Osteoarthritis, also known as wear-and-tear or degenerative arthritis, is the most common form of the disease, affecting millions of people in the US each year. This condition is most common in older patients whose cartilage has worn down over time, and in athletes who have worn down their cartilage from overuse and repetitive motions.
Patients with osteoarthritis may experience pain, swelling and stiffness within the joint, which tend to worsen as the condition progresses. Your doctor can diagnose this condition after evaluating your symptoms and performing an X-ray examination of the knee. Several other factors should be taken into consideration when diagnosing osteoarthritis, including evaluation of the patient’s spine, nearby joints, posture and gait.
Treatment for osteoarthritis initially focuses on relieving pain and other symptoms, and may include rest, physical therapy, bracing and anti-inflammatory medication. More severe cases of osteoarthritis may require surgery to reposition the bones or replace the joint. Most procedures can be performed through arthroscopy, which significantly reduces bleeding, scarring and recovery times.
Arthroscopy is a minimally invasive procedure that allows doctors to examine tissues inside the knee. It is often performed to confirm a diagnosis made after a physical examination and other imaging tests such as MRI, CT scan or X-rays. During an arthroscopic procedure, a thin fiberoptic light, magnifying lens and tiny television camera are inserted into the knee, allowing your doctor to examine the joint in great detail.
Knee arthroscopy is performed on an outpatient basis under local or general anesthesia, depending on the type and severity of the condition, as well as the patient’s personal preference. During the procedure, the surgeon will insert the arthroscope into the knee through a tiny incision. This instrument is used to identify any damage or abnormalities within the knee, or to confirm the diagnosis of a previous imaging exam.
If damaged areas are detected, they can be repaired during the same procedure by inserting surgical instruments into additional incisions. Knee arthroscopy may include removing torn cartilage, reconstructing torn ligaments, trimming cartilage, removing loose bone or removing other inflamed tissue. Once the repair has been completed, the incisions will be sutured closed and then covered with a bandage.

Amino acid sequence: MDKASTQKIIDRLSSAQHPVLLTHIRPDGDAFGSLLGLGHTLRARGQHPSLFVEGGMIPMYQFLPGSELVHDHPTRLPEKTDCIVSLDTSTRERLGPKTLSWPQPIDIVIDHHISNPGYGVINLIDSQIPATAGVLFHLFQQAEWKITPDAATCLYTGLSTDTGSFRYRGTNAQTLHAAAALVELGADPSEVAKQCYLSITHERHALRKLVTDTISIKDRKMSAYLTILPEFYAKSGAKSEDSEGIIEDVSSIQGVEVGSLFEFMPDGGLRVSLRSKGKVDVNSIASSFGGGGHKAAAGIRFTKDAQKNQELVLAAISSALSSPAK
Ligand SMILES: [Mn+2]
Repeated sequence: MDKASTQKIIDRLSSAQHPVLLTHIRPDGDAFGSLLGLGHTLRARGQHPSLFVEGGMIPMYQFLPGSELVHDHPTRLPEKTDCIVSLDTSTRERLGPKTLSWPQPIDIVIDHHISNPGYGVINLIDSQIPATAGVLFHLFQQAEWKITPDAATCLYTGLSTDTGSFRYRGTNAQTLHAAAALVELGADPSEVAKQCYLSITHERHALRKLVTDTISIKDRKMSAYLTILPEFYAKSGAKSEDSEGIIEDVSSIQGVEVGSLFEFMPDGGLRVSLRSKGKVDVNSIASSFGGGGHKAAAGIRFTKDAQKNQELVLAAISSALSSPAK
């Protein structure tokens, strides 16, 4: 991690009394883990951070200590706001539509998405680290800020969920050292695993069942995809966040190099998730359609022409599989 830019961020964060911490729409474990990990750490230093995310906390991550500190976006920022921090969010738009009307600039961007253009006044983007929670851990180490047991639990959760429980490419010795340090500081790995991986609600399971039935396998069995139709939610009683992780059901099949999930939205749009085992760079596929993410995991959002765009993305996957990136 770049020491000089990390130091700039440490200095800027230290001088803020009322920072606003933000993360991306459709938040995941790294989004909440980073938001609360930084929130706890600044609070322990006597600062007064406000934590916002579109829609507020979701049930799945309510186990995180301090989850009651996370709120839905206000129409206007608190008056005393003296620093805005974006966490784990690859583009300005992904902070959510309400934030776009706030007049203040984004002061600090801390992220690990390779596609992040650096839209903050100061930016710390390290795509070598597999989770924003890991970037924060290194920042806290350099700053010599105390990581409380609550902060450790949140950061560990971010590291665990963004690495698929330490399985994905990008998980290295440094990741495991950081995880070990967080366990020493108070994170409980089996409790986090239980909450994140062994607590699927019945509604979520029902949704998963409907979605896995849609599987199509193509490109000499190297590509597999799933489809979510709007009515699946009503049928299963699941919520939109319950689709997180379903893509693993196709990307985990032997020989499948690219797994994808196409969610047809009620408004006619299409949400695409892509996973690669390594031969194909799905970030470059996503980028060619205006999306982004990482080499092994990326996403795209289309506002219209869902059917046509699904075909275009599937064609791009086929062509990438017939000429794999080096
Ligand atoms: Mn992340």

In a total knee replacement, the damaged ends of the bones are removed and replaced with a prosthesis made of metal and plastic. A partial knee replacement for patients with damage on only one side of the joint can delay or prevent a total knee replacement. These artificial parts allow the joint to move smoothly so the patient experiences pain relief and a better quality of life. Knee replacement can also help restore motion to the joint, straighten the leg and improve stability.
Recent advances in surgical technology make it possible to perform minimally invasive joint replacements. Traditional knee replacement surgery involves an 8-12 inch incision. Various minimally-invasive techniques allow the joint to be replaced with less cutting and manipulation of muscles, tendons and ligaments around the joint. There are other potential advantages to minimally invasive surgery that help make the surgery safer and allow patients to enjoy a faster and less painful recovery. Our doctors will discuss with you whether you are a candidate for minimally invasive knee replacement surgery.
The ACL (anterior cruciate ligament) is one of the most commonly injured ligaments in the knee. Running diagonally through the middle of the joint, the ACL works together with three other ligaments to connect the femur (upper leg bone) to the tibia (lower leg bone). People who play sports that are likely to damage the knee — such as basketball, football, skiing and soccer — are at greatest risk for injuring the ACL. Only about 30% of ACL injuries result from direct contact with another player or object. The rest occur when the athlete decelerates while cutting, pivoting, or sidestepping; lands awkwardly; or plays recklessly. About half of ACL injuries are accompanied by damage to the meniscus, cartilage, bone or other ligaments in the knee.
Signs that you may have injured your ACL include pain, swelling and instability immediately after the injury, followed hours later by greater swelling and pain, limited motion, tenderness and an inability to walk comfortably.
ACL reconstruction is usually not performed until several weeks after the injury, when swelling and inflammation have been reduced. The torn ligament is completely removed and replaced with a new ACL. Simply reconnecting the torn ends will not repair the ACL. Part of another ligament, usually from the knee or hamstring, is used to create a graft for the new ACL. Choosing the proper type of graft depends on each patient’s individual condition.
ACL surgery requires a few months for full recovery and physical rehabilitation will be needed as well. Surgery is not required for all ACL injuries.
For more information on problems of the knee and the treatments we provide, please call the office nearest you.